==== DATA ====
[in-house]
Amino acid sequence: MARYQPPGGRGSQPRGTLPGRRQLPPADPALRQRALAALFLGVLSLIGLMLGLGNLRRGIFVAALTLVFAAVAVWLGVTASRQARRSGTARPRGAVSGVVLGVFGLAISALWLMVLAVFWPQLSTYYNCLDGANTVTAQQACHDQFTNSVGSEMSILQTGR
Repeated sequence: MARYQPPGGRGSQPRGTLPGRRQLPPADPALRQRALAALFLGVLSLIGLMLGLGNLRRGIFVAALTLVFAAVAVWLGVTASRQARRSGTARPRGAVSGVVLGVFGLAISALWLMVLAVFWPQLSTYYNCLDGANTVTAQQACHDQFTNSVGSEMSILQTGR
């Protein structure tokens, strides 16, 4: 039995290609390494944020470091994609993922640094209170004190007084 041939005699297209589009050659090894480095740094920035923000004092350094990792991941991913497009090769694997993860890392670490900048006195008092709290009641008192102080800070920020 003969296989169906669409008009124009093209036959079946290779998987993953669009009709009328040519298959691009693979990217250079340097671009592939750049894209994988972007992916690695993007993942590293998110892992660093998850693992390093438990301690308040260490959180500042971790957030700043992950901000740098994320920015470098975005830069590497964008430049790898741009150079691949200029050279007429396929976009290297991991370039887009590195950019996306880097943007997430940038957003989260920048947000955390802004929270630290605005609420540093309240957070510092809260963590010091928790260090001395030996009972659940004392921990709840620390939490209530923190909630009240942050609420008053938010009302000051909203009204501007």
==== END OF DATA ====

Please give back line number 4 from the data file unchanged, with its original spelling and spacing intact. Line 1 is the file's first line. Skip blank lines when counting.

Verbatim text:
């Protein structure tokens, strides 16, 4: 039995290609390494944020470091994609993922640094209170004190007084 041939005699297209589009050659090894480095740094920035923000004092350094990792991941991913497009090769694997993860890392670490900048006195008092709290009641008192102080800070920020 003969296989169906669409008009124009093209036959079946290779998987993953669009009709009328040519298959691009693979990217250079340097671009592939750049894209994988972007992916690695993007993942590293998110892992660093998850693992390093438990301690308040260490959180500042971790957030700043992950901000740098994320920015470098975005830069590497964008430049790898741009150079691949200029050279007429396929976009290297991991370039887009590195950019996306880097943007997430940038957003989260920048947000955390802004929270630290605005609420540093309240957070510092809260963590010091928790260090001395030996009972659940004392921990709840620390939490209530923190909630009240942050609420008053938010009302000051909203009204501007």